The Jurassic (from Jura Mountains) was a geologic period and system that spanned 56 million years from the end of the Triassic Period 201.3 million years ago (Mya) to the beginning of the Cretaceous Period 145 Mya.
The Jurassic constitutes the middle period of the Mesozoic Era, also known as the Age of Reptiles.
The start of the period was marked by the major Triassic–Jurassic extinction event.
Two other extinction events occurred during the period: the Pliensbachian/Toarcian event in the Early Jurassic, and the Tithonian event at the end, however, neither event ranks among the "Big Five" mass extinctions.
The Jurassic period is divided into three epochs: Early, Middle, and Late. Similarly, in stratigraphy, the Jurassic is divided into the Lower Jurassic, Middle Jurassic, and Upper Jurassic series of rock formations.
The Jurassic is named after the Jura Mountains within the European Alps, where limestone strata from the period were first identified.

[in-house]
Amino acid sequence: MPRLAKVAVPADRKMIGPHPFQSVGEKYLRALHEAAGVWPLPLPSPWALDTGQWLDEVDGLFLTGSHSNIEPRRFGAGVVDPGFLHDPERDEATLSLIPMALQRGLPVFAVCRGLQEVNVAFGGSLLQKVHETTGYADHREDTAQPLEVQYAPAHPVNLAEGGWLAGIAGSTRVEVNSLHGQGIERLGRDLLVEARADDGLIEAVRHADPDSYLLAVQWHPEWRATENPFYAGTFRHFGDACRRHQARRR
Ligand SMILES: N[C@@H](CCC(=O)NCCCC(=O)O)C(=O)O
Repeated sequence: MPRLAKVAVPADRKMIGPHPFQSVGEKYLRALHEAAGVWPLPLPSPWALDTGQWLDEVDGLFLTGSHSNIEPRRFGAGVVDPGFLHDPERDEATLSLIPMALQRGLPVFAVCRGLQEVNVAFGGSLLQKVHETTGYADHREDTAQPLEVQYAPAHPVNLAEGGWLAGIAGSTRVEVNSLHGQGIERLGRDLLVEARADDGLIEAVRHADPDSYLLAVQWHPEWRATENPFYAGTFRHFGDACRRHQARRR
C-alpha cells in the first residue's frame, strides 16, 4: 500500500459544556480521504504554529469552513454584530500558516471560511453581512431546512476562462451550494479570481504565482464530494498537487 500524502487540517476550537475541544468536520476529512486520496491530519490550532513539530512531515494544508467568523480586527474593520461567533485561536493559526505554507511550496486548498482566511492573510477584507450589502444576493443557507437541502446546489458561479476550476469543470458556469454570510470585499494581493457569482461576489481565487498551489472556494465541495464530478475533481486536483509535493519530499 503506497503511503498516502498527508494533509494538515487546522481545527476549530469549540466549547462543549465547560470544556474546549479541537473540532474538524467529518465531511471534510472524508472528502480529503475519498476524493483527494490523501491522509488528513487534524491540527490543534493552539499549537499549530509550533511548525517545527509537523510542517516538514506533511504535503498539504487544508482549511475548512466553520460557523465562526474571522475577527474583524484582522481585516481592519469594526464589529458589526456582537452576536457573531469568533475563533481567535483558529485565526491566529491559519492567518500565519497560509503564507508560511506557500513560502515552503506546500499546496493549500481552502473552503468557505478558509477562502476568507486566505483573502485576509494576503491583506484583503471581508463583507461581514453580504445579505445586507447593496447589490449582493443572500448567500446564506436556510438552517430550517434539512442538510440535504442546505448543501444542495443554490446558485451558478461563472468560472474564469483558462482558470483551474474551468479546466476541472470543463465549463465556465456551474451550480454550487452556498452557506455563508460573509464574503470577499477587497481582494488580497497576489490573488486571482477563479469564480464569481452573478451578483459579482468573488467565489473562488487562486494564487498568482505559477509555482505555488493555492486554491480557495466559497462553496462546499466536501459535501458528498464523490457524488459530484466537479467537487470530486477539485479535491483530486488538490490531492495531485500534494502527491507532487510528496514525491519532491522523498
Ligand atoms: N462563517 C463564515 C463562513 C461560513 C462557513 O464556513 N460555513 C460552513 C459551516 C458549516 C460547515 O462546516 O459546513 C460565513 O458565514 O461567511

By the beginning of the Jurassic, the supercontinent Pangaea had begun rifting into two landmasses: Laurasia to the north, and Gondwana to the south. This created more coastlines and shifted the continental climate from dry to humid, and many of the arid deserts of the Triassic were replaced by lush rainforests.
On land, the fauna transitioned from the Triassic fauna, dominated by both dinosauromorph and crocodylomorph archosaurs, to one dominated by dinosaurs alone.
The first birds also appeared during the Jurassic, having evolved from a branch of theropod dinosaurs.
Other major events include the appearance of the earliest lizards, and the evolution of therian mammals, including primitive placentals.
Crocodilians made the transition from a terrestrial to an aquatic mode of life.
The oceans were inhabited by marine reptiles such as ichthyosaurs and plesiosaurs, while pterosaurs were the dominant flying vertebrates.